large children’s 'Seaside Splash' which is a children’s water play area which is free of charge, with seating and rear access to the shop idea on a hot sunny day makes an wonderful family picnic area. Parking including disabled parking next to the access to the beach and parking at the rear of the Splash. When the tide is out the beach is clean, at high tide the beach is covered. To the north and south of the beach front are beach that can be accessed at high time and the north side you can walk the 8 miles to St Cyrus and then get the bus back to Montrose. For a beach holiday with access to the mountains then you cannot beat Montrose within Angus.
Carnoustie the town was founded in the late 18th century, and grew rapidly throughout the 19th century due to the growth of the local textile industry. It was popular as a tourist resort from the early Victorian era up to the latter half of the 20th century, due to its seaside location, and is best known for the Carnoustie Golf Links course that often hosts the Open Championship. Carnoustie can be considered a dormitory town for its nearest city, Dundee, which is 11 miles (18 km) to the west. It is served by Carnoustie railway station, and less so by Golf Street railway station. Its nearest major road is the A92
Carnoustie is a beautiful clean family beach all year around, sun bathing and paddling and sand castle building in the summer and walking and shell picking in the winter months. 2018 brings The Open Championship returns to Carnoustie in July 2018 which will be the 147th Open Championship. Once again the worlds' greatest golfers will gather to do battle for the famous Claret Jug on the East Coast of Scotland over one of the countries finest and most demanding links courses. Past winners of The Open at Carnoustie include Padraig Harrington most recently in 2007 and Tom Watson in 1975. More Info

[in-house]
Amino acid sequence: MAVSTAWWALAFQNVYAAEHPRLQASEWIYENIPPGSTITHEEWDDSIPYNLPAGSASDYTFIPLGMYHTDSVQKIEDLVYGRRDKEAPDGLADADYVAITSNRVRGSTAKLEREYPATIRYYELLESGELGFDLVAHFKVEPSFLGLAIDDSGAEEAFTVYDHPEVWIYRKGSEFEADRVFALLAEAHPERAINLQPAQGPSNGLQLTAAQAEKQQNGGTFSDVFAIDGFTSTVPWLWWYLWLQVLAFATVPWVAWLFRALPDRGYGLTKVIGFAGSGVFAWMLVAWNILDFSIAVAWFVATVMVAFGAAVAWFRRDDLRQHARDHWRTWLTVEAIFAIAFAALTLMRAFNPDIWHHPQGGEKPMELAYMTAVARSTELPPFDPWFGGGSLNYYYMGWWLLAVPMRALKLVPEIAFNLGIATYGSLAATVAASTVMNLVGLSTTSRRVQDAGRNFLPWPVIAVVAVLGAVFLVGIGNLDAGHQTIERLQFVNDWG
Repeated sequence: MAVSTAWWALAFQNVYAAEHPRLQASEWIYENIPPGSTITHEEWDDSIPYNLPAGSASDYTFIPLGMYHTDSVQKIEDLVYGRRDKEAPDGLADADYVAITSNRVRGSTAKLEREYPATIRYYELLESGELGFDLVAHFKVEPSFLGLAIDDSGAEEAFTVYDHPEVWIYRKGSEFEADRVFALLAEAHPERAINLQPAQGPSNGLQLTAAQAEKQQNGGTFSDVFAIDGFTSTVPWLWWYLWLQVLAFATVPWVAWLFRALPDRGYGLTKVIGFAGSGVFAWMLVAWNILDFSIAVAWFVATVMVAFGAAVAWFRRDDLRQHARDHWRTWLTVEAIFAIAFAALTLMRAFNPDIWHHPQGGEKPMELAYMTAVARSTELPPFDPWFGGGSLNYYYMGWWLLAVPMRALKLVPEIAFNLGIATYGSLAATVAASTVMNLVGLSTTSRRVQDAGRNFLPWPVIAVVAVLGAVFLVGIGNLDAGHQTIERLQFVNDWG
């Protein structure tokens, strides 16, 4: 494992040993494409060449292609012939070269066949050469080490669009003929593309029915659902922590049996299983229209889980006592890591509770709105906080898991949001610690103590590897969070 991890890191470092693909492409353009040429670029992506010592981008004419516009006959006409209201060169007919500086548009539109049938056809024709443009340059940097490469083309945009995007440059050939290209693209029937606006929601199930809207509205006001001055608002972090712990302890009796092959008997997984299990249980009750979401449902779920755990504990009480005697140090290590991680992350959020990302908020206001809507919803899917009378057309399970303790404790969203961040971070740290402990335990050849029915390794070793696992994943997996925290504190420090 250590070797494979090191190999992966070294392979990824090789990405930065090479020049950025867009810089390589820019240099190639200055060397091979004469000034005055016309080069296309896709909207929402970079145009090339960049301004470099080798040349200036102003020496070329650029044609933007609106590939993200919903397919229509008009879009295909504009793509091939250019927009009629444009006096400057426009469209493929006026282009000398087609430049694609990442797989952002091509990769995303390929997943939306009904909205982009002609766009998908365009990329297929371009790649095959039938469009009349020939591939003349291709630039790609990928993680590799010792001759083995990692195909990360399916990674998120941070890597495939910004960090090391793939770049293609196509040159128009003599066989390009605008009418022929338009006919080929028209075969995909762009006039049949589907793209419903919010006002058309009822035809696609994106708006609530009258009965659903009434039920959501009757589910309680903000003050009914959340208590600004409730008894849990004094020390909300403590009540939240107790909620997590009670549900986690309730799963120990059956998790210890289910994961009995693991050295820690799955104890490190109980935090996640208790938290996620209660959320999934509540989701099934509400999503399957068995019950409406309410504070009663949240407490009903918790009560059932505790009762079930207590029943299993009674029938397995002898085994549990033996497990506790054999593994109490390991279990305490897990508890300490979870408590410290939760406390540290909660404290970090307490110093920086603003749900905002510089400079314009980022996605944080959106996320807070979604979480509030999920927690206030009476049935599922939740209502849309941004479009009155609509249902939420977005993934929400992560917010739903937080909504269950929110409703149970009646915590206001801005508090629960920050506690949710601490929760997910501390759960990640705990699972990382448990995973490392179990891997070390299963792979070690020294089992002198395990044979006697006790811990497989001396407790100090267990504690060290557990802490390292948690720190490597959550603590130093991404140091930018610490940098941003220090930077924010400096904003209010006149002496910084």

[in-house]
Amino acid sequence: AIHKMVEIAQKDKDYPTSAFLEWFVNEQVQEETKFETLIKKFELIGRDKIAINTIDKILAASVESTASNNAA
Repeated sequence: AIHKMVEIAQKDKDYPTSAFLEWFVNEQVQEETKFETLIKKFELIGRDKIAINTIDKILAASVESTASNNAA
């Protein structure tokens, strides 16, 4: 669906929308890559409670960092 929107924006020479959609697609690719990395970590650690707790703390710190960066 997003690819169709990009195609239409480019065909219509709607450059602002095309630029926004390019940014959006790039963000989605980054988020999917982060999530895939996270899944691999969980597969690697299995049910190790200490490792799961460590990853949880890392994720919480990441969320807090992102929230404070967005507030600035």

Monifieth The presence of a number of class II and III Pictish stones points to Monifieth having had some importance as an ecclesiastical centre in the early medieval period. The lands were a possession of the Céli Dé monastic order until they were granted to the Tironensian monks of Arbroath Abbey in the early 13th century. Until the early 19th century, Monifieth remained a small village but grew rapidly due to the expansion of the local textile industry. Monifieth is considered a commuter town for its closest city, Dundee. Public transport consists mainly of bus services operated by Stagecoach Buses. While the town is notionally served by Monifieth railway station, the station presently operates only a token service. Its nearest major road is the A92 and the town is connected to Dundee by the A930.